KM: Dermagraft is a cryopreserved human fibroblast-derived dermal substitute; it is comprised of fibroblasts, extracellular matrix, and a bioabsorbable scaffold. The final product is an approximately 2-inch × 3-inch piece of dermal tissue, approved by the US Food and Drug Administration for the treatment of diabetic foot ulcers.

BPI: What is the source of ABH cells?

KM: The fibroblast cell line used in the manufacture of Dermagraft was derived from a single newborn foreskin tissue, which was qualified in 1993 when the product was owned by Advanced Tissue Sciences. From the donor tissue we isolated the fibroblast cells—the cells that make up the dermal layer of skin —to create a master cell bank and then expanded the cells to generate a working cell bank. The same cell line has been used in the manufacture of Dermagraft since the product was initially launched in 2001, and is fully qualified under the Center for Biologics Evaluation and Research’s Points to Consider.

BPI: What are the processing stages?

KM: The Dermagraft manufacturing process begins when fibroblast cells are removed from the working cell bank. Our daily routine includes thawing cells from the working cell bank and expanding them further to grow enough cells to seed onto our final product. We begin with a starting point of about 1 million cells and over a period of about four weeks, expand and grow the cells in roller bottles to result in approximately 1 billion cells to begin producing our final product.

The cell expansion process is in a monolayer. As we start our growth process, we harvest the cells and feed them onto a three-dimensional bioabsorbable mesh scaffold that will break down in the body when implanted into the patient’s wound. When the cells are introduced onto the scaffold, we maintain the environment to closely resemble as much as possible the conditions they would see in the human body. We maintain the pH and temperature and add the nutrients and various concentrations of nonessential amino acids and growth factors that the cells need to form a healthy dermal tissue For 2.5–3 weeks, we allow the cells to grow in a closed system, which becomes part of the product’s final configuration. Part of the final packaging is placed into a foil pouch and then into a cardboard box, labeled, and frozen to –70 °C. The tissue is frozen using a cryo-preservative, which helps protect the cells during freezing and thawing

BPI: What testing is done to ensure the final product is safe and efficacious?

KM: Before releasing the product, we extensively test for efficacy and safety per predetermined and approved specifications. There is a therapeutic range and safety profile that the product must meet before its release to ensure the product has not been compromised during processing. Our safety profile ensures our product is safe for a host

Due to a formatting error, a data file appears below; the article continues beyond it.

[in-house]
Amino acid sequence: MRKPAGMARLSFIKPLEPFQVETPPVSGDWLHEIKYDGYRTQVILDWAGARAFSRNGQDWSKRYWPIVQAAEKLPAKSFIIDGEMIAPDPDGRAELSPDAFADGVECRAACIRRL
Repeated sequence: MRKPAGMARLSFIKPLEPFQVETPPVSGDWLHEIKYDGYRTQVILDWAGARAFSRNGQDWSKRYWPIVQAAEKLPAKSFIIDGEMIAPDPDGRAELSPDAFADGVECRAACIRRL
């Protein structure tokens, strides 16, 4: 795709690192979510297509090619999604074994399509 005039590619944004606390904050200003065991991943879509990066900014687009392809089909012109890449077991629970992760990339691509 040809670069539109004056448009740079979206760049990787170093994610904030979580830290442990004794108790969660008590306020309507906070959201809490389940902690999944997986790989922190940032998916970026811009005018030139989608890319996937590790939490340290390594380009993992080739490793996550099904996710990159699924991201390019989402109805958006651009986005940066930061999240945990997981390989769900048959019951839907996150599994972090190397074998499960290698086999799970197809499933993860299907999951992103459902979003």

of patients; we have no history of patients experiencing rejection issues. Further, there is no pigmentation, so it doesn’t matter which patient gets the product.

BPI: How is sterility ensured?

KM: Our cells and all of our starting materials are considered sterile, and all of our processing components are disposable. We use preassembled, irratiated bioreactor pouches to which we aseptically add the cells. The product is grown in the pouch, which also serves as its final packaging configuration (Photo 1).

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Allogeneic adult Stem Cells for “Personalized” Therapy

Pluristem Therapeutics ( uses adult stromal cells derived from donor placenta to produce cellular “drug factories.” Although the company does not yet have a product on the market, the potential for its technology to treat a variety of diseases and indications is drawing interest. Zami Aberman, CEO, describes how the cells are processed and discusses plans for further clinical trials.

BPI: How can Pluristem’s adult stem cell therapies be used in treatment?

ZA: Our cells act as tiny (20-μm cell size) drug manufacturers. We are using adult stem cells as sophisticated drug delivery vehicles. When cells are injected into a patient’s body, they receive biomechanical signals from the patient and start to produce a specified drug as the patient needs it. The problem of over- or under-dosing is prevented because delivery is based on a patient’s individual biomechanical signals that direct the quantity needed. So the treatment becomes a “personalized therapy.”